CSC 133 Discrete Structures
Spring 2010

Tuesday & Thursday 8 - 9:40 am
CIS Room 2010
[Instructor Home] [Syllabus] [Course Calendar][Blackboard]


Dr. Karl Ricanek, Jr.

This instructor is available by email at, by telephone (962-4261), and during office hours (CI 2042).   Office hours are posted on the instructor’s home page and located on the door to his office.  In addition, students can arrange to meet with the professor outside of normal office hours by contacting him via email or phone or schedule using Outlook. 

Learning Strategies

You are expected to take an active role in your learning in this course. This includes mandatory attendance, in class participation and discourse, reading the textbook, and completing all course requirements. You are encouraged to study with your classmates outside of class, make use of the TA (Paul Martin CIS 2055), and seek help from the instructor outside of class.

Student Resources


Prerequisites: MAT 111 or 115, or equivalent.

Corequisite: CSC 121.


Textbook: Discrete Mathematics with Applications, 3rd Edition, Susanna S. Epp. ISBN: 0534359450.

  Discrete Mathematics with Applications, 3rd Edition, Susanna S. Epp

Author Website


Course Description: Introduction to discrete mathematics applicable to computer science. Propositional and predicate logic, basic proof techniques, set algebra and Boolean algebra, recursion and induction, trees and graphs, and introductory combinatorics. Four lecture hours each week.


CSC 133 provides a basic understanding of discrete mathematical topics that are fundamental for academic work in computer science. Many students of this course will find they have familiarity with some of the topics: for instance, truth tables, logical propositions, elements of set theory, as well as basic notions of functions and mathematical induction. Prior work in these areas is not assumed. In this course we will discover that logical propositions are the underlying model of discrete systems. From this modest beginning we develop algorithms and prove their efficacy. Topics include propositional and predicate logic, basic proof techniques, set algebra and Boolean algebra, recursion and induction, trees and graphs, introductory combinatorics, and matrix algebra. The knowledge gained will be extremely useful in upper-level UNCW computer science classes. Students should expect to spend 5 to 8 hours per week on the course outside of class time.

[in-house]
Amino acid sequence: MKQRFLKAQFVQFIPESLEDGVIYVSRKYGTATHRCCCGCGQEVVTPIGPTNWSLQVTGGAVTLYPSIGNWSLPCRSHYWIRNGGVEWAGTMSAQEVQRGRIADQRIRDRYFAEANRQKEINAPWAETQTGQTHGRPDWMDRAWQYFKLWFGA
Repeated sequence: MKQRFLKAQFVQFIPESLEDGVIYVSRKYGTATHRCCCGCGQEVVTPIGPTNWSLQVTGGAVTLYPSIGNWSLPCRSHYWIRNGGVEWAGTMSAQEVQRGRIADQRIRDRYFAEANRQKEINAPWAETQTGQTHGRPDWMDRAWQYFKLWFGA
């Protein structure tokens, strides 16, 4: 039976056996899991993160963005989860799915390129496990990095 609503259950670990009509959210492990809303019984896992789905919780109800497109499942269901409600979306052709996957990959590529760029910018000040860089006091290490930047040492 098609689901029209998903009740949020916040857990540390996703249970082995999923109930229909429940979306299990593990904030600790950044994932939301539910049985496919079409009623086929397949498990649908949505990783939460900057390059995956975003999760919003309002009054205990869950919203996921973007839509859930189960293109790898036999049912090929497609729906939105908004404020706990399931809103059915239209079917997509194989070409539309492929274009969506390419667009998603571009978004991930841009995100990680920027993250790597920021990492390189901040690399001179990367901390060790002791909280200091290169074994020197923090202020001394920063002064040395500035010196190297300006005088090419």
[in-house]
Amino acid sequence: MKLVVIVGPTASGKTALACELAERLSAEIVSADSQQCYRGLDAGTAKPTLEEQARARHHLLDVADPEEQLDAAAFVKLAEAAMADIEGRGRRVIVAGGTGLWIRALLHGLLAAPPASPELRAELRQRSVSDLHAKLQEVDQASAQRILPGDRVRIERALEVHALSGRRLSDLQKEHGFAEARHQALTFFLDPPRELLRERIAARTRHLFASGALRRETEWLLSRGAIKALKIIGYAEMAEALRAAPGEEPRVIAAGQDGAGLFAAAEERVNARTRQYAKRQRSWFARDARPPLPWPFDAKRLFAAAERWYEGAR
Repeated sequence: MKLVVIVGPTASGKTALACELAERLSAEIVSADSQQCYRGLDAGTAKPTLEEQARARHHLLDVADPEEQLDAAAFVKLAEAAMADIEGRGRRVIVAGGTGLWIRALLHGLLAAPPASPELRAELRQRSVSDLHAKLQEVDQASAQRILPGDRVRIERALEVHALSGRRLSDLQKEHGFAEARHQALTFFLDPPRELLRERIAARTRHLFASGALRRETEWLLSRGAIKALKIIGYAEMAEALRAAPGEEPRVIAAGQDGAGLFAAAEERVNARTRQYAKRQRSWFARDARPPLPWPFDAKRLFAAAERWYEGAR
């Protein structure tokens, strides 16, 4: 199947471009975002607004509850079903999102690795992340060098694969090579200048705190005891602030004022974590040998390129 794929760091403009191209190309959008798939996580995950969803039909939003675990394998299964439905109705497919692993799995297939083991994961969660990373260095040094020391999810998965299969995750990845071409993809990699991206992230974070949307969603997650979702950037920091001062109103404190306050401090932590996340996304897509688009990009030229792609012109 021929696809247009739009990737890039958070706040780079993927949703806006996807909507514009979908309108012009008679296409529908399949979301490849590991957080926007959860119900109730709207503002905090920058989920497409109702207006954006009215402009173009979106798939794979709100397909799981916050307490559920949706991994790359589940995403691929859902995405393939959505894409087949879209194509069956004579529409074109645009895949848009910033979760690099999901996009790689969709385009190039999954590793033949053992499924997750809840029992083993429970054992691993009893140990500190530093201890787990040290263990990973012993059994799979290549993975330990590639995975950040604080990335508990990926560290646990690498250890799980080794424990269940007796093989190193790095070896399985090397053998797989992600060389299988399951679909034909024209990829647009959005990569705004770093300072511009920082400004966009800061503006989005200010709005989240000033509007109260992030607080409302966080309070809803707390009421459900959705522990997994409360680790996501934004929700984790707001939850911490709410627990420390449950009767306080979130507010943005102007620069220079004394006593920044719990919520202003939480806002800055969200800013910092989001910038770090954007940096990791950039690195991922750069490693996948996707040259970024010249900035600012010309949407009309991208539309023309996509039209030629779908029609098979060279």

Exit Goals: This course has a set of minimal competencies that every student will have a level of mastery of if he/she expects to pass the course. The level of mastery is indicated by the final grade recieved by the student. See minimal competency.


Participation: Regular class attendance is required. Student will not be allowed to makeup quizzes or exams. The lowest two quiz grades will be dropped. The final exam can replace a missed exam or the lowest exam grade. The final is comprehensive.


Grading:                      Class Attendance:............1/6



                                    Exam 1:...........................1/6 Exam 2:...........................1/6 (no make up exams will be issued)

                                    Final Exam......................1/6 (replaces lowest exam grade or a missing exam)


The following algorithm can be used to compute your final grade based on your before final average:
if (finalExam < lowestTest) grade = (finalExam + 5 * beforeFinal) / 6;
else grade = (5 * beforeFinal - lowestTest + 2 * finalExam) / 6;  


            Note: All exams are closed notes and book unless stated otherwise.  The date of the exams will be announced in class and recorded on the web calendar for the course.


Numeric Score     Letter Grade     Quality Points 
       90.0 - 100           A                4.00 
      80.0 - 89.5          B                3.00
      70.0 - 79.5          C                2.00
      60.0 - 69.5          D                1.00
      00.0 - 59.5          F                0.00


Special Needs

If you have a disability and need reasonable accommodation in this course, you should inform the instructor of this fact in writing within the first week of class or as soon as possible. If you have not already done so, you must register with the Office of Disability Services in Westside Hall (extension 3746) and obtain a copy of your Accommodation Letter. You should then meet with your instructor to make mutually agreeable arrangements based on the recommendations of the Accommodation Letter.


Code of Academic Responsibility and Conduct

Students are responsible for submitting their own work. Students who cooperate on oral or written examinations or work without authorization share the responsibility for violation of academic principles, and the students are subject to disciplinary action even when one of the students is not enrolled in the course where the violation occurred.